So we developed a bot and started scraping listings instead. I remember we hired our first intern, we had bought a Skype number in São Paulo and forwarded it to our office in Bogota, and his first day was answering the phone. He got bombarded by calls like, ‘I’m going to process you, you didn’t ask for permission,’ total crisis management. He told them we were going to start generating contacts for them, and we were able to convert those early angry companies into our first customers.”
Global Differences In Real Estate
By the end of 2009 they had enough traction to start charging brokerages to list. Unlike Trulia and Zillow, which offer free listings for real estate brokerages but charge for premium placement, VivaReal charges brokerages and independent agents a flat fee to place all their listings on the site.
“In almost all countries people charge for listings,” Requarth explains. “The US is unique in the sense that it’s free to list, mainly because there’s an MLS. So in the US listings are kind of a commodity, whereas most places in the world, it’s highly fragmented. And the reason why is that, in most countries, there is no exclusivity of listings.”
Brazil only has sell-side agents, and with no exclusivity, they don’t share information, Requarth says. “It creates a very fragmented marketplace. That means we play a really important role for the home buyer, because we have the largest database,” he said.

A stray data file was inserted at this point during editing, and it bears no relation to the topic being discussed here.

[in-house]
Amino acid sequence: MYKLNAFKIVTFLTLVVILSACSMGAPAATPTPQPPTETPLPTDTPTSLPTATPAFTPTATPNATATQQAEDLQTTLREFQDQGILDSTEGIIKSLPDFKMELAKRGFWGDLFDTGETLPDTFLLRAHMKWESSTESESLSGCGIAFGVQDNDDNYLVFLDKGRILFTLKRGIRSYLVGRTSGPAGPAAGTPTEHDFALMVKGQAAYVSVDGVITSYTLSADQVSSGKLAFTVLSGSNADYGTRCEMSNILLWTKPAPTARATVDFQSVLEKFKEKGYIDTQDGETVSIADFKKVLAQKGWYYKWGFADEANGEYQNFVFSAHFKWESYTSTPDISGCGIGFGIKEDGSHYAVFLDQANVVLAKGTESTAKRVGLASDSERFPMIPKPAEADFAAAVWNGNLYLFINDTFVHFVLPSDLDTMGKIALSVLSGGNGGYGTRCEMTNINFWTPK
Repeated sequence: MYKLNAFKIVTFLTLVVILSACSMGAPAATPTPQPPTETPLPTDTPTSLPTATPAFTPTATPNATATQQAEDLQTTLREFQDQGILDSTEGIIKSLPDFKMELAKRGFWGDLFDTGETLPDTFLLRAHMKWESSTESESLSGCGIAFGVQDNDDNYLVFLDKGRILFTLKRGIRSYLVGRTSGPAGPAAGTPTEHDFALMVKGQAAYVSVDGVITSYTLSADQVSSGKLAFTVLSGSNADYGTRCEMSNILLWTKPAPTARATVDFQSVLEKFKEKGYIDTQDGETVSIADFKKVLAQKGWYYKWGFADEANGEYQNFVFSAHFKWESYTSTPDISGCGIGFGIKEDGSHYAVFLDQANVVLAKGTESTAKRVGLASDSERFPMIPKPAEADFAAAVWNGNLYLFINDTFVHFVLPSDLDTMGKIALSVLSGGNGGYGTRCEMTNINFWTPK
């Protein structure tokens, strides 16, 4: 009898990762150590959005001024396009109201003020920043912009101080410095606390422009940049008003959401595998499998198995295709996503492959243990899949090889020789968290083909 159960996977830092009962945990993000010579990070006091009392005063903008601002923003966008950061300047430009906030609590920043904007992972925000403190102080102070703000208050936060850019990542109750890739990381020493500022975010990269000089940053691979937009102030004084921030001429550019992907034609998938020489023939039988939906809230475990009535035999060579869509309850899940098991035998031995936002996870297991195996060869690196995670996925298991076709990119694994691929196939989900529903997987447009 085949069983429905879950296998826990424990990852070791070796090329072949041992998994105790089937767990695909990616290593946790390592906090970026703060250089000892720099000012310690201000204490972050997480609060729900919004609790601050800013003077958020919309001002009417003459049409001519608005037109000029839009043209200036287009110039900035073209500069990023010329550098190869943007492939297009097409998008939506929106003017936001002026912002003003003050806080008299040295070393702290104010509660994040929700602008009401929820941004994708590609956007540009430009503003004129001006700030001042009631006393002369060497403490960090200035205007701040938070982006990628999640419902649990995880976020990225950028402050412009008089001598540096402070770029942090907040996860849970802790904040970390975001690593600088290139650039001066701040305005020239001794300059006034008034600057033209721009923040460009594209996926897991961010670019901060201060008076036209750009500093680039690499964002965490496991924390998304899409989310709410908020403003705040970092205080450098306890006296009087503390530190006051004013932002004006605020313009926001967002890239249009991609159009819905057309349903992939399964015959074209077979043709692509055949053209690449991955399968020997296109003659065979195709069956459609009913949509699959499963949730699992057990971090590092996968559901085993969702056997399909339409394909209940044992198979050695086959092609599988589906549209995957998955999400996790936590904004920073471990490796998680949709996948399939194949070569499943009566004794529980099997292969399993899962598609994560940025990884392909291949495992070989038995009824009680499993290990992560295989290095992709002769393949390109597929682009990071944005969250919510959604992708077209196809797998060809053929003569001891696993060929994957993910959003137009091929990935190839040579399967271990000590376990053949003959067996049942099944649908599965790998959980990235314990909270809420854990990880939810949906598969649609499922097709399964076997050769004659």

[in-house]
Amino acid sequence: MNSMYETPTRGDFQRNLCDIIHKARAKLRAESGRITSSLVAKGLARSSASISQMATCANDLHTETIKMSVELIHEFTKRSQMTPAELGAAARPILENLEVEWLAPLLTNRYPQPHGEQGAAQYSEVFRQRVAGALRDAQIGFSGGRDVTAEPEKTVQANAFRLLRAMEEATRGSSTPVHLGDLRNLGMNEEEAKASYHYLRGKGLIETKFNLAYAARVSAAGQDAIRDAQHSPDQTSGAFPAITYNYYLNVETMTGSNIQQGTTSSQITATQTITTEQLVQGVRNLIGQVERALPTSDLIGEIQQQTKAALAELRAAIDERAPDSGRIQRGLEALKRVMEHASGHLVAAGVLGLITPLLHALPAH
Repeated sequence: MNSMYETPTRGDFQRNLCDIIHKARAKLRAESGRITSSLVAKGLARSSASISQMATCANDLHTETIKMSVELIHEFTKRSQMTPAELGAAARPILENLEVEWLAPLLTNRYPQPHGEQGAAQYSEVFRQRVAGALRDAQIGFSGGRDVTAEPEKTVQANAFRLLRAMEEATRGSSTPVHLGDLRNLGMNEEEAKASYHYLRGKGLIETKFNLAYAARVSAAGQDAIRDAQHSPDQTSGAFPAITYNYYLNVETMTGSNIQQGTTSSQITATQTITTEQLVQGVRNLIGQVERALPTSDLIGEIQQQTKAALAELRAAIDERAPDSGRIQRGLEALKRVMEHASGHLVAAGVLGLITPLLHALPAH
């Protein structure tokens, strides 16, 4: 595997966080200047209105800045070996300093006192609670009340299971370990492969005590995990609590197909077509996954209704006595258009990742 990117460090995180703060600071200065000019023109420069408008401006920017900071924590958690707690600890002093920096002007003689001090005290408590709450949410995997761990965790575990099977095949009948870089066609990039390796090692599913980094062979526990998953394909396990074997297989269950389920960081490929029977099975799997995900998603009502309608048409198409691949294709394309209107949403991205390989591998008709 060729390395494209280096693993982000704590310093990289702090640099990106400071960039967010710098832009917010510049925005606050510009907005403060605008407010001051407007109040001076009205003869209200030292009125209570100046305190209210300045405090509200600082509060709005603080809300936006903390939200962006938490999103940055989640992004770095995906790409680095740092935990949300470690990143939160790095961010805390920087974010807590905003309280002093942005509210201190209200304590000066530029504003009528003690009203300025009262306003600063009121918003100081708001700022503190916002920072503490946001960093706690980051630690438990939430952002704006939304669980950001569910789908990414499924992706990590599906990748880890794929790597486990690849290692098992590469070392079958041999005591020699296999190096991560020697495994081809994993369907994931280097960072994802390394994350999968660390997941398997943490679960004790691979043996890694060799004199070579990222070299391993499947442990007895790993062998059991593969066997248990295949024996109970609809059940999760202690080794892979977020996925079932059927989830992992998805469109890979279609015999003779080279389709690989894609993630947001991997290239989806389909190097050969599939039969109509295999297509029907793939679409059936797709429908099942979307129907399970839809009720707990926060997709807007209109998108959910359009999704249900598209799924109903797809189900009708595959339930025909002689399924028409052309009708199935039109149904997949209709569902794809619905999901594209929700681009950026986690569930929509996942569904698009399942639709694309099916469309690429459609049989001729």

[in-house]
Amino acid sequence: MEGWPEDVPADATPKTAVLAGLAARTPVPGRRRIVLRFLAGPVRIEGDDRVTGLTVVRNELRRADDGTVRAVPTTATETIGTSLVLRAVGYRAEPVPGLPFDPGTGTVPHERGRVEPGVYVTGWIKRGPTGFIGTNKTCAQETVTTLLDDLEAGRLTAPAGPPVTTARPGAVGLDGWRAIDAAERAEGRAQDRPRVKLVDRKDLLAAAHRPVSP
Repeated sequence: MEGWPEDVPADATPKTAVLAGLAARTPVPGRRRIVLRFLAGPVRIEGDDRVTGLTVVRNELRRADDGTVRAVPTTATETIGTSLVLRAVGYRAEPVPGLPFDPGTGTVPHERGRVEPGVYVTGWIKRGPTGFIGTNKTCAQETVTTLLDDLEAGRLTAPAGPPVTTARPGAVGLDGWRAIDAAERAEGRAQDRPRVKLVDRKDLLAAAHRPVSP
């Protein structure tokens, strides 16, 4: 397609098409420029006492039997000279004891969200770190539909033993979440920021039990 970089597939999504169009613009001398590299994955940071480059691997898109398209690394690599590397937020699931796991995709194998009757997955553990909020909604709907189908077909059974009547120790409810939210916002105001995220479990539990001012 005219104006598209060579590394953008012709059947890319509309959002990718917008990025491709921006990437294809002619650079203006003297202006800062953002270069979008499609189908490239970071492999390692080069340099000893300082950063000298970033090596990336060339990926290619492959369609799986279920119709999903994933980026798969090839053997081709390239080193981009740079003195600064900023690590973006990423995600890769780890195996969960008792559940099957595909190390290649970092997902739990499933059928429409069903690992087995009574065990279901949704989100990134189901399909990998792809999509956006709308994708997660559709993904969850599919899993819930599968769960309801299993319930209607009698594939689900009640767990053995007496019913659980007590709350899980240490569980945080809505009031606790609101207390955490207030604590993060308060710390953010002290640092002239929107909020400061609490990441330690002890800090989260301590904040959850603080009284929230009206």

It’s a market scenario that creates a barrier to entry for competition, because the process of obtaining listings is more laborious than in the US. There’s a second barrier at play as well that would prohibit a Zillow, for example, from easily entering the Brazilian market. “The US has data standards, so it’s easy to pull a data feed of listings,” Requarth explains. But in Brazil, there are over 50,000 real estate offices using over 100 different providers for their website or CRM. “So we spent a lot of energy in 2011 adapting to every data format, and it’s one of the reasons our growth started to accelerate.”